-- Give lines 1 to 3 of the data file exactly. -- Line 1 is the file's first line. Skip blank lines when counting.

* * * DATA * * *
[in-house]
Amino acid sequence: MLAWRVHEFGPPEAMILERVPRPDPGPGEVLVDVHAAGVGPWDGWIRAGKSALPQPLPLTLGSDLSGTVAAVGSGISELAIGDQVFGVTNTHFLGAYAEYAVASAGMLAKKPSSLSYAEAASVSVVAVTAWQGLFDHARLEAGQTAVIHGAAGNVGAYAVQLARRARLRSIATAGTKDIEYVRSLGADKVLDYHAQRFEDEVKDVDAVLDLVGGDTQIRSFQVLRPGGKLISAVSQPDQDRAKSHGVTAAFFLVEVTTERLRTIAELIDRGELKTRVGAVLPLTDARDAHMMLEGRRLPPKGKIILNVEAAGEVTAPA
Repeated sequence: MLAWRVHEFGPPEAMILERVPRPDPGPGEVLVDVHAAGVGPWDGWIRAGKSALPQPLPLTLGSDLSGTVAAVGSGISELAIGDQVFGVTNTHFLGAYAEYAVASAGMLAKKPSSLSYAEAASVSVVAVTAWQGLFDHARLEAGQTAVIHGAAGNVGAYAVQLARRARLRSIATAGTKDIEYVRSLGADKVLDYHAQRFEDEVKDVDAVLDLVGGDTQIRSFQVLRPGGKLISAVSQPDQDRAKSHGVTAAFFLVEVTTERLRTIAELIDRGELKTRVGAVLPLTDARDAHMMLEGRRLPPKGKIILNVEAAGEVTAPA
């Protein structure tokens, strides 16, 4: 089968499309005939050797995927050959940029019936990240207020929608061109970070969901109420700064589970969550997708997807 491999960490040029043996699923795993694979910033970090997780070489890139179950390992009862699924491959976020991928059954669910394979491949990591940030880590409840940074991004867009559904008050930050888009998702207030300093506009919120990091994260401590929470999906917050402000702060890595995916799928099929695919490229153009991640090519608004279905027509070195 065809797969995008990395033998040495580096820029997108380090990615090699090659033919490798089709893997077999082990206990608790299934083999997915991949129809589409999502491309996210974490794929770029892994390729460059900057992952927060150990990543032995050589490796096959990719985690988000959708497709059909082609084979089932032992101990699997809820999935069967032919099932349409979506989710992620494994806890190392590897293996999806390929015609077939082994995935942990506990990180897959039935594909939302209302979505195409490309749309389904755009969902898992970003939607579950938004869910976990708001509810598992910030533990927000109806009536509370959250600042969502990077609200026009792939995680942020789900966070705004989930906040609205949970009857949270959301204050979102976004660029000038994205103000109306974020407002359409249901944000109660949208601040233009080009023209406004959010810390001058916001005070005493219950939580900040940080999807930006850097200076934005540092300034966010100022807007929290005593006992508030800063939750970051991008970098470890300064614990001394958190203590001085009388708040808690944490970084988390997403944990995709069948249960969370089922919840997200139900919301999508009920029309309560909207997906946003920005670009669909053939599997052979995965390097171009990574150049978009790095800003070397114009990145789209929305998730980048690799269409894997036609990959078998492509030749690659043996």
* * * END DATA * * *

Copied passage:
[in-house]
Amino acid sequence: MLAWRVHEFGPPEAMILERVPRPDPGPGEVLVDVHAAGVGPWDGWIRAGKSALPQPLPLTLGSDLSGTVAAVGSGISELAIGDQVFGVTNTHFLGAYAEYAVASAGMLAKKPSSLSYAEAASVSVVAVTAWQGLFDHARLEAGQTAVIHGAAGNVGAYAVQLARRARLRSIATAGTKDIEYVRSLGADKVLDYHAQRFEDEVKDVDAVLDLVGGDTQIRSFQVLRPGGKLISAVSQPDQDRAKSHGVTAAFFLVEVTTERLRTIAELIDRGELKTRVGAVLPLTDARDAHMMLEGRRLPPKGKIILNVEAAGEVTAPA
Repeated sequence: MLAWRVHEFGPPEAMILERVPRPDPGPGEVLVDVHAAGVGPWDGWIRAGKSALPQPLPLTLGSDLSGTVAAVGSGISELAIGDQVFGVTNTHFLGAYAEYAVASAGMLAKKPSSLSYAEAASVSVVAVTAWQGLFDHARLEAGQTAVIHGAAGNVGAYAVQLARRARLRSIATAGTKDIEYVRSLGADKVLDYHAQRFEDEVKDVDAVLDLVGGDTQIRSFQVLRPGGKLISAVSQPDQDRAKSHGVTAAFFLVEVTTERLRTIAELIDRGELKTRVGAVLPLTDARDAHMMLEGRRLPPKGKIILNVEAAGEVTAPA